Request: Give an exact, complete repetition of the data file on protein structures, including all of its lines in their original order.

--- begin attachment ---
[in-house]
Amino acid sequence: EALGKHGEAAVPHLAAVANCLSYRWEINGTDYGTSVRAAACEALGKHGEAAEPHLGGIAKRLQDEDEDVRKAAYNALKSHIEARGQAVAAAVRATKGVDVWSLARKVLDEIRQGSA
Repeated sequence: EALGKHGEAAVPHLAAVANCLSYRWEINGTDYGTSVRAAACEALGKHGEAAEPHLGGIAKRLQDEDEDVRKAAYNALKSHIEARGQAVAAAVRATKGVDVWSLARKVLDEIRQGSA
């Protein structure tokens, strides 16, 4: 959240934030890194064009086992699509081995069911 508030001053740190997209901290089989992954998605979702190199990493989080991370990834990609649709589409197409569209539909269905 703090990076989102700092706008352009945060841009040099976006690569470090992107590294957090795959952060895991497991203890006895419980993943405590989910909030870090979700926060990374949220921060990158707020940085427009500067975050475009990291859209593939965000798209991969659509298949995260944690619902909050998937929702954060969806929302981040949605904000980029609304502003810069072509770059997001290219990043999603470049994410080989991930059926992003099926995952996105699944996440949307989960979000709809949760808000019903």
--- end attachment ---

[in-house]
Amino acid sequence: EALGKHGEAAVPHLAAVANCLSYRWEINGTDYGTSVRAAACEALGKHGEAAEPHLGGIAKRLQDEDEDVRKAAYNALKSHIEARGQAVAAAVRATKGVDVWSLARKVLDEIRQGSA
Repeated sequence: EALGKHGEAAVPHLAAVANCLSYRWEINGTDYGTSVRAAACEALGKHGEAAEPHLGGIAKRLQDEDEDVRKAAYNALKSHIEARGQAVAAAVRATKGVDVWSLARKVLDEIRQGSA
């Protein structure tokens, strides 16, 4: 959240934030890194064009086992699509081995069911 508030001053740190997209901290089989992954998605979702190199990493989080991370990834990609649709589409197409569209539909269905 703090990076989102700092706008352009945060841009040099976006690569470090992107590294957090795959952060895991497991203890006895419980993943405590989910909030870090979700926060990374949220921060990158707020940085427009500067975050475009990291859209593939965000798209991969659509298949995260944690619902909050998937929702954060969806929302981040949605904000980029609304502003810069072509770059997001290219990043999603470049994410080989991930059926992003099926995952996105699944996440949307989960979000709809949760808000019903």